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The FDA supports a cannabis drug, but it's still too hard to study pot



For the first time, the US Food and Drug Administration has recommended the approval of a cannabis-derived drug. It is an important step in acknowledging that the plant has a valid medical benefit, but this does little without loosening the research restrictions that keep scientists from finding out the other health effects of cannabis.

The drug in question is Epidiolex, used to treat severe forms of epilepsy, Dravet syndrome and Lennox-Gastaut syndrome. Epidiolex includes cannabidiol (CBD), a chemical derived from the cannabis plant, but is not psychoactive. Researchers have applauded the move and it looks likely that the drug will soon be officially approved. "This is a very good development, and it basically underlines that some of the cannabinoids have medicinal properties," Dr. Igor Grant, director of the Center for Medical Cannabis Research at the University of California San Diego, The New York Times .

Yet, the recommendation for approval is "a single compound that leaves the plant and is approved for two very specific forms of epilepsy," says Daniel Friedman, associate professor of neurology at NYU Langone Epilepsy Center. has authored a study investigating Epidiolex for the treatment of Dravet's syndrome. "What that means for other conditions or other cannabinoids, we do not know yet."

It is certainly possible that CBD could be very helpful in the treatment of other forms of epilepsy or other disorders. But in order to know and develop drugs that help people, the Drug Control Authority must relax the restrictions on cannabis research. At present, cannabis is illegal at the federal level and according to DEA, a Level I drug, along with heroin, LSD and cocaine – meaning it has "no currently accepted medical use and high abuse potential". "

As a result, Friedman's team had to go through a complicated bureaucratic process to conduct their study on Epidiolex, including a special license from the DEA and special equipment, and" this whole infrastructure makes it impossible, under other conditions, to allow human studies The same limitations mean that since 2013, fewer than 20 randomized controlled trials (the gold standard for scientific research) have tested the benefits of marijuana, according to the American Medical Association On the other hand, a lack of FDA and DEA approval has barely precluded an industry of beauty and wellness companies from taking over the plant.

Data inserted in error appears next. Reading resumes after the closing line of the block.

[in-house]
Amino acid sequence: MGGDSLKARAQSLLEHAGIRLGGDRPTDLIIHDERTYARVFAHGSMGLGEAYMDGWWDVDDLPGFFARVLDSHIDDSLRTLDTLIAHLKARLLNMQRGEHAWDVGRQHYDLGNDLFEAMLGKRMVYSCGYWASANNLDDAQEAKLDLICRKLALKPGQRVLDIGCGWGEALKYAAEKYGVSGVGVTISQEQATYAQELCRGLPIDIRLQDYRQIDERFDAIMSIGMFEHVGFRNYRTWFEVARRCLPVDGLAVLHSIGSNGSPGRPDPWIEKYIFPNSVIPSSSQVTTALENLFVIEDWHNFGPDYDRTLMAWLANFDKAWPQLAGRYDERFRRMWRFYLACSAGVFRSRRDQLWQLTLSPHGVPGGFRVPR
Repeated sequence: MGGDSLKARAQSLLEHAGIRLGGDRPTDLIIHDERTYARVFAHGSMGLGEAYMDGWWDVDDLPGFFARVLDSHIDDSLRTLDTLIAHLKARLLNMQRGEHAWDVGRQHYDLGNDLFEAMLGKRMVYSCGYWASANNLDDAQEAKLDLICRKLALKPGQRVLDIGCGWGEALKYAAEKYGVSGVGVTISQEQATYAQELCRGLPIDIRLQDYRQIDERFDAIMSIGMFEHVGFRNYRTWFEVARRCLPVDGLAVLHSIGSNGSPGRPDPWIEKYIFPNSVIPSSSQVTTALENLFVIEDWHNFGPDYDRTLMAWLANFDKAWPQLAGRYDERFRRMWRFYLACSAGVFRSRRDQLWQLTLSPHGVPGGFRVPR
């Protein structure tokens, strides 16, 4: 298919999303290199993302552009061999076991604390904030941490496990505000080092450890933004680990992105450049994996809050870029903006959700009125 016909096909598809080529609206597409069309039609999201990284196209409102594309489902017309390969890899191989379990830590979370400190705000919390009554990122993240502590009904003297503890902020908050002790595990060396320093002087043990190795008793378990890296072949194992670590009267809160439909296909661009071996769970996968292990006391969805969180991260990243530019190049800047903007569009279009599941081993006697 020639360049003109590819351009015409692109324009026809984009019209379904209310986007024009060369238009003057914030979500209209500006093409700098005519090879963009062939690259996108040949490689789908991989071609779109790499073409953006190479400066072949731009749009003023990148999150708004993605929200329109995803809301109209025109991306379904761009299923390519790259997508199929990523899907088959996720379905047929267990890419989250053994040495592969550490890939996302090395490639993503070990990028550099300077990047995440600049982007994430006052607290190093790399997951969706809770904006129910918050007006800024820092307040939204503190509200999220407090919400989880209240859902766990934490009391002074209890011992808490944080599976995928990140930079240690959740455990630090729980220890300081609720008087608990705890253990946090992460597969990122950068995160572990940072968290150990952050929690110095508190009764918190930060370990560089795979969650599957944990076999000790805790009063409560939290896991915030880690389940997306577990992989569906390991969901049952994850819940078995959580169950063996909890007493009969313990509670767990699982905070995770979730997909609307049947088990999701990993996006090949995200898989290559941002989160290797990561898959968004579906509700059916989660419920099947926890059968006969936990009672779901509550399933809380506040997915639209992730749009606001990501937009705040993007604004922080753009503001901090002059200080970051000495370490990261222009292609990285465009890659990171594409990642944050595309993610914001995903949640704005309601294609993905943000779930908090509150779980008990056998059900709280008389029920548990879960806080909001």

Use of CBD in everything, from mascara to bath although most of these products have no legitimacy. Epidiolex is derived from a genetically-cloned cannabis strain that has been bred to produce CBD and then carefully milled, Friedman said. It is unlikely that the same can be said about products like Kush Mascara, Vertly Lip Balm or even weed lubricant.

The CBD wellness industry suffers from the same hype and lack of regulation as the supplement industry (a lack of regulation that leads to "dietary supplements" including dangerous simulants.) Last year, the FDA tested CBD wellness products and many did not contain the amount they claimed.

The FDA's positive recommendation is a good step towards legitimating CBD and cannabis for medicine. "As a clinician, I do not care if a drug comes from a plant or is made in a lab – I am glad to see that there is another option for these patients," says Friedman. Hopefully, it will be another impetus for the DEA to rethink the drug and stop the research. At the same time, the FDA must regulate this side of CBD products more closely, because although the genuine version of CBD could help heal, the $ 24 cannabis oil mascara will barely be the remedy for what's plaguing us.


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